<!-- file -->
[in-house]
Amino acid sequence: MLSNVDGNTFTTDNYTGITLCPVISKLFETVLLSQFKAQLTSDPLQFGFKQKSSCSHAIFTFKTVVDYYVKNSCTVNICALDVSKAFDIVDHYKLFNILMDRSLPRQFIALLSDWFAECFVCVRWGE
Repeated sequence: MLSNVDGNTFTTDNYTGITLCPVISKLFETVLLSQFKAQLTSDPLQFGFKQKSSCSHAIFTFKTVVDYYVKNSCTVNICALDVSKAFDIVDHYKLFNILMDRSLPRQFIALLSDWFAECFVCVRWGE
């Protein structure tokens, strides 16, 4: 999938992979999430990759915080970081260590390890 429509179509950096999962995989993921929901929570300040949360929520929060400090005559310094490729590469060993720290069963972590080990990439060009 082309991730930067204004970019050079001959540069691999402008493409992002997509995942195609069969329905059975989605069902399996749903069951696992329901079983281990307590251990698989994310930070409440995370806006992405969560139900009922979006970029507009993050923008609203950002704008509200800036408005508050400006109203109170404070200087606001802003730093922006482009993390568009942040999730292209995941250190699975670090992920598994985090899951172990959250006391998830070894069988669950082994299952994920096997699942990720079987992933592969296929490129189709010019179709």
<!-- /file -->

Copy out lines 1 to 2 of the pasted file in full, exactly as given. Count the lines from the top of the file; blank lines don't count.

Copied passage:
[in-house]
Amino acid sequence: MLSNVDGNTFTTDNYTGITLCPVISKLFETVLLSQFKAQLTSDPLQFGFKQKSSCSHAIFTFKTVVDYYVKNSCTVNICALDVSKAFDIVDHYKLFNILMDRSLPRQFIALLSDWFAECFVCVRWGE